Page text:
The authors have prepared three campaigns. The first begins in 1850, during the gold rush. The campaign will take us through the history of the railway and aviation, but its main task is a slow introduction to all the intricacies of the game. In the mission presented during the show, I strove to get out of an economical slump resultant from silver trade, and reorient towards steel transportation. In addition to performing subsequent tasks and meeting milestones, the developers included some quests in the game, similar to those known from Anno 1800, where the player has to find a particular place on the map in order to push the story forward.
Of course, the core of the game is not the campaign, but the sandbox mode. The developers have prepared a really powerful generator and map editor. We determine the start date of the game, the intensity of mountain areas, canyons, forests, the water level, and the desired climate zone (from deserts, to moderate, to tropical, which are a novelty in the series). The game generates a map for us, and we can start using the map editor, where we can change literally everything. The most interesting feature, however, is its constant availability. If you've packed 15 hours into a map, creating a complex infrastructure, but you'd like give the world some more lakes, nothing stops you from running the editor at any time, remaking the map, and returning to the game.
The changes in the mechanics are also really good. The developers have redone the construction of stations, for instance – now, they are modular, which means that we can add individual segments to them – platforms, buildings, or tracks. Their appearance is up to the player. There are also one-way roads and street lights. I hope that the latter will help to channel traffic, rather than jam the roads. And the traffic ought to be considerable, because the developers have prepared more than 200 different vehicles, from coaches, to trucks, to modern aircraft.
Passenger train is delayed by 1235242 minutes
The audiovisual design has also changed – the campaign got new cut-scenes and music, and the graphics – although not directly comparable to Anno 1800 – is rreally easy on the eyes. Especially water reservoirs look impressive, and the sight of a steam train easily rolling through hills and fields never becomes boring. You can zoom in the camera to see the grass swaying in the wind. One of the devs told me that they paid a lot of attention to small details – a roaring train passing by will make flocks of birds take off, and an airplane will raise landing gear once airborne.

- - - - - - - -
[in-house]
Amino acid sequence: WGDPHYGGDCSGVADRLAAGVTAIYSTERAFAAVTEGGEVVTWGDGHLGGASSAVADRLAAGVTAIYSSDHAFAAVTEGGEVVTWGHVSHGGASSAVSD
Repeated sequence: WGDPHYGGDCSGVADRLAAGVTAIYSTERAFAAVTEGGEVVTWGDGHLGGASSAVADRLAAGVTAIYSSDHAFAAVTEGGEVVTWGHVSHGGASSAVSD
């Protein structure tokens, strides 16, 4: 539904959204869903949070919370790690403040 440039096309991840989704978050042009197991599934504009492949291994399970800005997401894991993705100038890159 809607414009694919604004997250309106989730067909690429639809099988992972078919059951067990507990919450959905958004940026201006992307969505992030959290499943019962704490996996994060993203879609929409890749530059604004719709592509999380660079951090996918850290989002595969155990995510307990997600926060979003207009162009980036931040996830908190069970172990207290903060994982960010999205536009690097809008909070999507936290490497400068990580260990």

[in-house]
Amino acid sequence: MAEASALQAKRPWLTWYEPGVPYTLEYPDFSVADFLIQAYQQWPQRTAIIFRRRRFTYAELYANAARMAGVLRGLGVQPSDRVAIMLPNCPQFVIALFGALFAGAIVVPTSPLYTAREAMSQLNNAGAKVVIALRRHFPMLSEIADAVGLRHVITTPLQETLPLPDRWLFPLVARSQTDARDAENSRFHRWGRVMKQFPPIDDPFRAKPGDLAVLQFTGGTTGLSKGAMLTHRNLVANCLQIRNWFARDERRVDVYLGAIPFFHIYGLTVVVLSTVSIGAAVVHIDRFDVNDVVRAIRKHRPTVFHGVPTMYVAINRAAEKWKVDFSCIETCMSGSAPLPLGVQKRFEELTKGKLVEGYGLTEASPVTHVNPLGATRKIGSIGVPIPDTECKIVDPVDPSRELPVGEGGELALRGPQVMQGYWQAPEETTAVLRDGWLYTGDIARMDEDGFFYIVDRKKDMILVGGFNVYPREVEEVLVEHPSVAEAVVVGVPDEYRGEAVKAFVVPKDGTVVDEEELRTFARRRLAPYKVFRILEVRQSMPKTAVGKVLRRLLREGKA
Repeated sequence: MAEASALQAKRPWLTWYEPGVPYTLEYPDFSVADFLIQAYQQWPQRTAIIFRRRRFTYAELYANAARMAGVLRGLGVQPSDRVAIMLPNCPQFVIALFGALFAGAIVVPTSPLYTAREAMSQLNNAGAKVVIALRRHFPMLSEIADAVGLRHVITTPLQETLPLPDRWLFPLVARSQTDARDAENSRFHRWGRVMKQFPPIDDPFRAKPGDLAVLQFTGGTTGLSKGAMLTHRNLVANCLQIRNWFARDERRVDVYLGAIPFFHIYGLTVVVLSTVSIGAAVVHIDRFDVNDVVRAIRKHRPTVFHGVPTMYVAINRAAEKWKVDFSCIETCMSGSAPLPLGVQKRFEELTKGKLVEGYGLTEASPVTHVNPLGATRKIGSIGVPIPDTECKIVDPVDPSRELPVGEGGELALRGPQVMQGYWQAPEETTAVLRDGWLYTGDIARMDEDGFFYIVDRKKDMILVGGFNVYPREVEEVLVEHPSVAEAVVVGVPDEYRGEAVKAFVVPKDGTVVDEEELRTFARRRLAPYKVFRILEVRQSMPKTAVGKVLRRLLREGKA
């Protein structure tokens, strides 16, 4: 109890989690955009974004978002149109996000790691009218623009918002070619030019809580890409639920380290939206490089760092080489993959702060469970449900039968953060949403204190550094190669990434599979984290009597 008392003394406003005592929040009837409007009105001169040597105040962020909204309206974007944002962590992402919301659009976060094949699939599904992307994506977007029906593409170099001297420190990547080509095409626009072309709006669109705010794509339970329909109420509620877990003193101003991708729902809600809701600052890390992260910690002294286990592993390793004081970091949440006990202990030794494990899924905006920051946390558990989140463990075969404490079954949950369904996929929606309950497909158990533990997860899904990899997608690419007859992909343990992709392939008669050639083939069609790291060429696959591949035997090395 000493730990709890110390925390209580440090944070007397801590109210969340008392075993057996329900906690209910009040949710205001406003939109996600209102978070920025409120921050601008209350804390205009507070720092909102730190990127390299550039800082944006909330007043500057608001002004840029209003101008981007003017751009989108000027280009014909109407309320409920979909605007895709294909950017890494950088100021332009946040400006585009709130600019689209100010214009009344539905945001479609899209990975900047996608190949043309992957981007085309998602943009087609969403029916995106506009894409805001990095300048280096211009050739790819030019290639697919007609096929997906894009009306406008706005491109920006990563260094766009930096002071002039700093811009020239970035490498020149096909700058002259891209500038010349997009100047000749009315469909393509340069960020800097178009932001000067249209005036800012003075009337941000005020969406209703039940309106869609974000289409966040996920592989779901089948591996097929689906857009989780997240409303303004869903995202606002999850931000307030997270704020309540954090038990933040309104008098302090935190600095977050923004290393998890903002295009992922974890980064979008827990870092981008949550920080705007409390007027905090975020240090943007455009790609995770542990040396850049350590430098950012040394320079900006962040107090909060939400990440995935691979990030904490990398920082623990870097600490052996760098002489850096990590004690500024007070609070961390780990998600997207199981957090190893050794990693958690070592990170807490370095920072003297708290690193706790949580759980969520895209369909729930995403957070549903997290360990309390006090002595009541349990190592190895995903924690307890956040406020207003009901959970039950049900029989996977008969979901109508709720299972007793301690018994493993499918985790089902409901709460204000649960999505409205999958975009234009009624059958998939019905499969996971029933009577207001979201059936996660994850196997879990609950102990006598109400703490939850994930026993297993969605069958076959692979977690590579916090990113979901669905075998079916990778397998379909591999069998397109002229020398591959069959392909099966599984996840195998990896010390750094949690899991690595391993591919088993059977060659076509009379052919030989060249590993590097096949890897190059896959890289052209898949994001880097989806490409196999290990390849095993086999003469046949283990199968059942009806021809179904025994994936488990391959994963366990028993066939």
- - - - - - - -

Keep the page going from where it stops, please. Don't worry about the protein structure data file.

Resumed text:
Not all animations look good, though – horse carriges look rather poorly and unnaturally. They're more of a symbol than a realistic depiction. The alpha given to us hadn't been optimized, so a big freeze wasn't uncommon. I've also had problems building roads and tracks – sometimes, the game misinterpreted my input, though perhaps if I'd spend more time with it, I wouldn't have that problem. The most annoying, however, was the interface (unreadable, complex, and weird), but the developers have pointed out many times that it's just a placeholder and their new UI is waiting to be implemented. The version I played was void of some of the new elements (cars, factories, production lines, or city elements) so I expect the finished product to steal away dozens of hours of my time.
Hope for better transport
My love for the railway began in childhood. When I was older, I had to confront my feelings with ruthless reality more than once, but even after a visit to the vilest train car that even Bear Grylls wouldn't enter withot a second thought, my love never faltered. With the tenacity of a maniac, I keep an eye out for almost any game that lets me build railways and run trains on them. After the voyage from Berlin to Potsdam, I'm sure I'll check out Transport Fever 2 once it's ready, because you can see the devs are just as enthusiastic (or fanatic) about the whole endeavor. This is evident in the way the game is presented, you can also see in the very mechanics.
They're totaly open to fans, as evident by full support of the modding scene. If you somehow get tired of running new cars, remember that the Steam Workshop launch as soon as the game's released, and you soon will be able to run the most wicked machines, I'm sure of that (I wonder if anyone will replace horses with chockobos – don't ask). I am convinced that if the second part is successful, the fans will provide it with a lifespan worth many years. The creators also boasted the budget they have – Transport Fever 2 can cost as much as 4 million Swiss francs. The studio consists of only 13 people, all of whom are, however, really talented and passionate, and have been working on the second part since 2017. Let's give them the time they need to polish their product, because this game has the potential to become the best, low-profile game with trains.
In every economic strategy, the first thing I almost invariably do is checking whether you can "stick" the camera to a vehicle. If I can't – it has the potential to being the most heartbreaking thing in the world. Fortunately, Transport Fever 2 does have that feature, which even works with horses. Which is really something, I tell you.
But seriously – I asked the developers whether it will be possible to pet dogs in Transport Fever 2. And I'm afraid that it's not one of these games. Can anyone mod that into the game? I'll get you a beer.
The cost of the trip to Berlin was covered by the publisher of the game.
Last update: 2019-07-09
Matthias Pawlikowski | Gamepressure.com